In contrast, Zebra danios grow to around 2 inches long. The fish have a silvery-gray body with five horizontal blue stripes running along their sides. The danios have two small whiskers near their mouths.

Male Zebra danios have gold lines between the blue stripes, which the females lack.


Both danios and tetras do well in a community tank, being calm, docile fish that are happiest when kept in schools of at least five or six.

The two species will often mingle together when schooling around your fish tank.

When choosing tank mates for your danios and tetras, avoid predatory or aggressive fish that would attempt to eat their smaller companions.

Small fish become highly stressed if hassled by larger ones. Stress compromises the fish’s immune system, potentially leaving the fish vulnerable to attack by bacteria and parasites.

Care Requirements

If you’re hoping to keep danios and tetras as tank mates, so far, so good!

However, a community tank only works if all its residents have similar needs in terms of space, water parameters, etc. So, let’s take a look at the care requirements of both species.

Tank Size

Neon tetras and Zebra danios are generally classed as being nano fish, meaning they can live in a smaller aquarium.

We recommend a 10-gallon fish tank as the minimum aquarium size for these fish. Of course, if you have a more spacious tank, you can keep a few other species in your community or perhaps have larger shoals of tetras and danios.

Both species tend to hang out in the central area of the water column, so a rectangular tank with plenty of swimming space is a good choice.

Tetras tend to be somewhat less active than danios, often hanging in one spot for long periods. That said, if you keep large schools of both species, you’ll find them more active.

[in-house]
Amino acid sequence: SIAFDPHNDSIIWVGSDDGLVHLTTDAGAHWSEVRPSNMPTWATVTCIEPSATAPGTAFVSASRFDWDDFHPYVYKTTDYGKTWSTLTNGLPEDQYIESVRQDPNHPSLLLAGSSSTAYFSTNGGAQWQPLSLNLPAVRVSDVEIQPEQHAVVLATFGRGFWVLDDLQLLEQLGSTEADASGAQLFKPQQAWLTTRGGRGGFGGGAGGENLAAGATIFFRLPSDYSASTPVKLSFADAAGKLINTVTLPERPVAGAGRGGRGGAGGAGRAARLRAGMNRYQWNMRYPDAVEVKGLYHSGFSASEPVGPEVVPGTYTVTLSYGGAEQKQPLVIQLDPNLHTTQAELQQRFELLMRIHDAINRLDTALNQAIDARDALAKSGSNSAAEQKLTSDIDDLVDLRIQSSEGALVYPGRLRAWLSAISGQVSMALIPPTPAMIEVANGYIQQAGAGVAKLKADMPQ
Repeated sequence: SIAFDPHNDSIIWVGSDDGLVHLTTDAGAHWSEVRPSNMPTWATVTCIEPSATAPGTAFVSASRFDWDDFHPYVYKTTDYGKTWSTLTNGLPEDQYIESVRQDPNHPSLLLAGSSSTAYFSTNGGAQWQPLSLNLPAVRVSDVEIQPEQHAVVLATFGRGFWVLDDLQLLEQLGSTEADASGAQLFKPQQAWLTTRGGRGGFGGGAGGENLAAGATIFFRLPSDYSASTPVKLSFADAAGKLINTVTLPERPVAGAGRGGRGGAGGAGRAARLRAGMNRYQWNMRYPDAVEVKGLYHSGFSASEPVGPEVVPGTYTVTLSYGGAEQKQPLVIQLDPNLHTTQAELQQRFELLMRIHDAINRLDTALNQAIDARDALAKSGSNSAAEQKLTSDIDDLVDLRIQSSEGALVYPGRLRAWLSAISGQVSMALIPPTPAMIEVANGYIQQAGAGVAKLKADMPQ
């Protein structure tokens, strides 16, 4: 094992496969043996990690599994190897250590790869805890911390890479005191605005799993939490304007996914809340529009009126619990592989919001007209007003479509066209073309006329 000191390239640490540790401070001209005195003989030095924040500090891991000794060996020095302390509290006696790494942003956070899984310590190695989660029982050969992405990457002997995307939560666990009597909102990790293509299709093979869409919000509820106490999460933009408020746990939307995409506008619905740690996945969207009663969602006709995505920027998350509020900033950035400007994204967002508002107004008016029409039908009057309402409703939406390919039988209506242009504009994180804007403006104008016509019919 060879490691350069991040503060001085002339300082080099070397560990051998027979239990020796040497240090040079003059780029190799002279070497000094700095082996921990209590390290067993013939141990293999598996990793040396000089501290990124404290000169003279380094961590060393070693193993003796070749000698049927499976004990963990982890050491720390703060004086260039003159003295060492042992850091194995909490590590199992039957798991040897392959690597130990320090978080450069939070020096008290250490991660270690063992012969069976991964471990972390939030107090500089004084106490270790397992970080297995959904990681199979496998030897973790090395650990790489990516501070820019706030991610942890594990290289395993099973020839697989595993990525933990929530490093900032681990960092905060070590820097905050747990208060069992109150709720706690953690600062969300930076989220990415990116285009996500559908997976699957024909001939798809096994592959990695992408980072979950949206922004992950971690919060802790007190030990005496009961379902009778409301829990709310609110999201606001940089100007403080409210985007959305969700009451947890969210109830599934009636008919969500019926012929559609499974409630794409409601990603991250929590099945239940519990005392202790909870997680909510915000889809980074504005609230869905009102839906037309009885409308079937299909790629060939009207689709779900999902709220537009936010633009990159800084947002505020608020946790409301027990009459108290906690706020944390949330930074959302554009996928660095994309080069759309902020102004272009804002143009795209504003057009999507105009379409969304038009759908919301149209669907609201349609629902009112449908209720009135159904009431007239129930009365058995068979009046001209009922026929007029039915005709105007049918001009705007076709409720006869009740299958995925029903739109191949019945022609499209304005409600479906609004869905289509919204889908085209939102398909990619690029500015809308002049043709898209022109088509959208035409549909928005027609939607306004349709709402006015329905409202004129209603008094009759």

Use A Lid!

Both tetras and danios are perfectly able to jump out of the water when alarmed, so you’ll need a cover slide or a lid for your aquarium to prevent accidents.

In addition, a lid prevents dust and foreign objects from falling into the tank and helps to limit evaporation.


Neither species are strong swimmers, so Neon tetras and Zebra danios appreciate a relatively low flow rate in the tank.

Both species are pretty hardy, although they can be sensitive to high nitrate levels, so a properly-cycled aquarium is essential, together with a well-maintained filtration system.

When choosing a filter for nano fish, be very careful that you don’t pick one that has a grated intake valve. That style of internal filter can suck the fish into the filter outtake!

Water Parameters

In the wild, Zebra danios thrive in cooler aquarium temperatures ranging from 68°F to 72°F. However, captive-bred specimens that have been bred for the tropical aquarium tend to be less tolerant of cool water.

That’s good news for hobbyists wanting to keep both these charming fish because Neon tetras need slightly warm water to thrive, ideally from 68°F to 78°F, although they can tolerate lower tropical temperature levels, too.

Note that although both fish species have similar temperature requirements, consistent temperature is essential. Temperature fluctuations will stress your fish, potentially causing them to lose color and fail to thrive.

pH and Water Hardness

When it comes to water hardness and pH levels, Neon tetras need slightly acidic water with a pH of between 5.0 and 7.0 and a hardness level of up to 12 dGH, whereas Zebra danios prefer a pH of 6.0 to 5.8 and a water hardness of 5 to 25 dGH.